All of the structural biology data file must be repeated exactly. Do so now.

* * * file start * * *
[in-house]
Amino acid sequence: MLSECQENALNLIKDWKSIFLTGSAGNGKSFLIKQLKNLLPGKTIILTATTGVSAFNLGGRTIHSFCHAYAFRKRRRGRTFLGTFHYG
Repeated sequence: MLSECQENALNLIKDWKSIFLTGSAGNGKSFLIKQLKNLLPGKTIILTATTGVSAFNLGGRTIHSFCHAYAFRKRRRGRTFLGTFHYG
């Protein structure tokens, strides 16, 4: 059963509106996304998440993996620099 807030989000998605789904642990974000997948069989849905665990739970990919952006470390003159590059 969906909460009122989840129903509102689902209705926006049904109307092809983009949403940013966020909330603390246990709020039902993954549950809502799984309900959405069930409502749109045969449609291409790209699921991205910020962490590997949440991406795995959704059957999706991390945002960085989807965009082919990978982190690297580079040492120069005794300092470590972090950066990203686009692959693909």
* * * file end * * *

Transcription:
[in-house]
Amino acid sequence: MLSECQENALNLIKDWKSIFLTGSAGNGKSFLIKQLKNLLPGKTIILTATTGVSAFNLGGRTIHSFCHAYAFRKRRRGRTFLGTFHYG
Repeated sequence: MLSECQENALNLIKDWKSIFLTGSAGNGKSFLIKQLKNLLPGKTIILTATTGVSAFNLGGRTIHSFCHAYAFRKRRRGRTFLGTFHYG
């Protein structure tokens, strides 16, 4: 059963509106996304998440993996620099 807030989000998605789904642990974000997948069989849905665990739970990919952006470390003159590059 969906909460009122989840129903509102689902209705926006049904109307092809983009949403940013966020909330603390246990709020039902993954549950809502799984309900959405069930409502749109045969449609291409790209699921991205910020962490590997949440991406795995959704059957999706991390945002960085989807965009082919990978982190690297580079040492120069005794300092470590972090950066990203686009692959693909």